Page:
How complex this all becomes, depends to an extent on the requirements of the author. There are in fact three fairly solid formats that exist which can take care of most eReader requirements in terms of functionality.

  1. The ‘PDF’ format already discussed is best for your home PC or laptop and is also good for printing if the security settings allow it.
  2. The ‘EPUB’ format is your best choice for Nook, Sony Reader, KOBO and most reading apps, including Stanza, Aldiko and Adobe Digital Editions.
  3. The ‘MOBI’ format is best for Kindle and Kindle apps, remembering that Amazon have their own proprietary file format, the ‘AZW’, which is almost entirely based on ‘MOBI’ and only differs slightly with respect to how it handles the digital rights management (DRM) aspect of the file formatting. So the Kindle will read and display properly formatted ‘MOBI’ files without any problem.

There is another usurper creeping into the fray and that is the KF8 or Kindle Format 8 which is specifically for use on a Kindle Fire eReader. Obviously with Amazon being the major player in the eBook marketplace it would be silly to dismiss this late entrant. You can find out all you need to know about the Kindle Fire using this link. But basically this new format introduces a massively extended range of functionality that encompasses, amongst other things, HTML5 and CSS3 support.

Of course there are other formats that exist for eBook readers but the ones detailed above are the current main players. Formatting existing word documents so that they can be converted into the three main formats range from a fairly easy exercise to definitely quite tricky. PDF conversion is certainly the easiest and ePubs that will pass the required ePub check is typically the most difficult.

Useful Free Resources

To read ‘PDF’ files, as books, on desktops and laptops, you will need Adobe Reader.

To read ePub books on desktops and laptops we recommend the free Adobe Digital Editions software app, which incidentally will also support ‘PDF’ files if you want a single solution.

To read any Kindle books on your desktop or laptop you can download the Kindle Previewer software from Amazon.

Ebooks –  How Your Manuscript Is Turned Into An eBook

March 21, 2012 in Articles, Formatting eBooks

Formatting eBooksComputers are wonderful things, but they do have drawbacks: the people who dominate the industry, with a few notable exceptions, have a limitless contempt for the average consumer. These technicians know how their machines function; we, the poor customers, can like it or lump it. And when they attempt to ‘come down to our level’ and offer guidance as to how to make the things work – get anything to work – they assume we already have a knowledge of geek-speak and have hours to spare trawling through semi-literate instructions to find what we want.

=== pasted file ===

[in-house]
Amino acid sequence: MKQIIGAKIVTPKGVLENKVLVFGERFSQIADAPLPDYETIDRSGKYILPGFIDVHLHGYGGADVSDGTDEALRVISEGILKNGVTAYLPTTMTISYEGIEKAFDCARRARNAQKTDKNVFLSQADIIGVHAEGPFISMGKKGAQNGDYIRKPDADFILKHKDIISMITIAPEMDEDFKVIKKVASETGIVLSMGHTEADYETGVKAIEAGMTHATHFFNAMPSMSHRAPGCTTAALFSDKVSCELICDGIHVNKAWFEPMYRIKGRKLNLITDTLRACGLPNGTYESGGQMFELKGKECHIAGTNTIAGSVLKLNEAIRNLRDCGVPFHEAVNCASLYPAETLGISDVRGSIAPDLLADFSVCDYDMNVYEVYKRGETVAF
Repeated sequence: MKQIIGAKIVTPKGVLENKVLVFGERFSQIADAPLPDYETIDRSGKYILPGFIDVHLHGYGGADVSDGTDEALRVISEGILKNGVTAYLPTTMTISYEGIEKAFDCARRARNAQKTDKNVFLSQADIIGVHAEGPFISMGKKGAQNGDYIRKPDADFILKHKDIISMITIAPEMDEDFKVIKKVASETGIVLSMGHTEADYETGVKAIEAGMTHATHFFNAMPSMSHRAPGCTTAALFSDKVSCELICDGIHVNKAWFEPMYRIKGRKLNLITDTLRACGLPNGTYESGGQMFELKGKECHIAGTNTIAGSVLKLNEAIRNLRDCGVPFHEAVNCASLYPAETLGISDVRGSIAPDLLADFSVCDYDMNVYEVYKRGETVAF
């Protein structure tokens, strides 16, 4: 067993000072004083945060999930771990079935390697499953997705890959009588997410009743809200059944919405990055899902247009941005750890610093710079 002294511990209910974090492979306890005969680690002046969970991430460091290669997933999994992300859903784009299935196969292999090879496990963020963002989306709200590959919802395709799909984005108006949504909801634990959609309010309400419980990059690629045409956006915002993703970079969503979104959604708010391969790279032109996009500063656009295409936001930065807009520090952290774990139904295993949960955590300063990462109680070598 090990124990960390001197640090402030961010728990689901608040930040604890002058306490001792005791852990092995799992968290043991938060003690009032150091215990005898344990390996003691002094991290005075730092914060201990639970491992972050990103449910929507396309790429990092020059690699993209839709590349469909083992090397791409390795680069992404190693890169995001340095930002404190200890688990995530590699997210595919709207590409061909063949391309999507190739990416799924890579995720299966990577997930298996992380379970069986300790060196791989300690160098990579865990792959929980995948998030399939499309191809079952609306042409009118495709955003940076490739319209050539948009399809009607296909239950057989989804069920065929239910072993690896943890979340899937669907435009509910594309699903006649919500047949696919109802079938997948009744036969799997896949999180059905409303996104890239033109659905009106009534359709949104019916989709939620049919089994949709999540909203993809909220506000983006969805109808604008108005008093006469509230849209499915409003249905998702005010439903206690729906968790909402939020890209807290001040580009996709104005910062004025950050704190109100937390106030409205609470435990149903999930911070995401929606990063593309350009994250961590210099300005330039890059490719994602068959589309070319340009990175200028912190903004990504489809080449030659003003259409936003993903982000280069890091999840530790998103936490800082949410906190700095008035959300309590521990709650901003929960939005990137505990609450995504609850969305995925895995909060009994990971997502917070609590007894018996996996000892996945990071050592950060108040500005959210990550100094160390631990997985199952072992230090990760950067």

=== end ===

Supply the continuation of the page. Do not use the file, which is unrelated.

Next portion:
Ereaders, the hand-held products like Kindles that display ebooks, present this technical world with additional headaches. We now have a clash of the Titans: traditional publishers with their jargon-ridden world constantly harping back to an era where molten lead was poured into moulds to produce print, and excitable and money-hungry computer-savvy youngsters who relish the thought of bringing readers worldwide into their marketplace. Something had to happen. And it has. Confusion!

Amazon are doing well with the Kindle Publishing programme and if you have your wits about you, and have the time to spare to format your book properly, you should end up with your book listed in the Kindle Store. And your ebook should display reasonably well for readers who buy it.

An expert can usually negotiate the technical hurdles in a matter of hours; a novice should put aside days if not weeks because the learning curve is steep – especially if you want a decent ebook to result.

Many traditional publishers came a cropper when they started to convert their printed publications into ebooks. The quality of the ebooks produced was often appalling. Nowadays the wise ones take great care in only offering ebooks that have been monitored by humans first. Computers proved incapable of spotting the errors that the conversion processes were producing.

Our advice: look around for advice and support, and do look into the DIY route for publishing your book. If you can stay the course, you should see your book online in a week or two. But a more prudent route might be to leave the technical side of things to those who know what’s required. That will leave you free to get on with your next offering, happy in the knowledge that your published ebook is a professional one you can be proud of.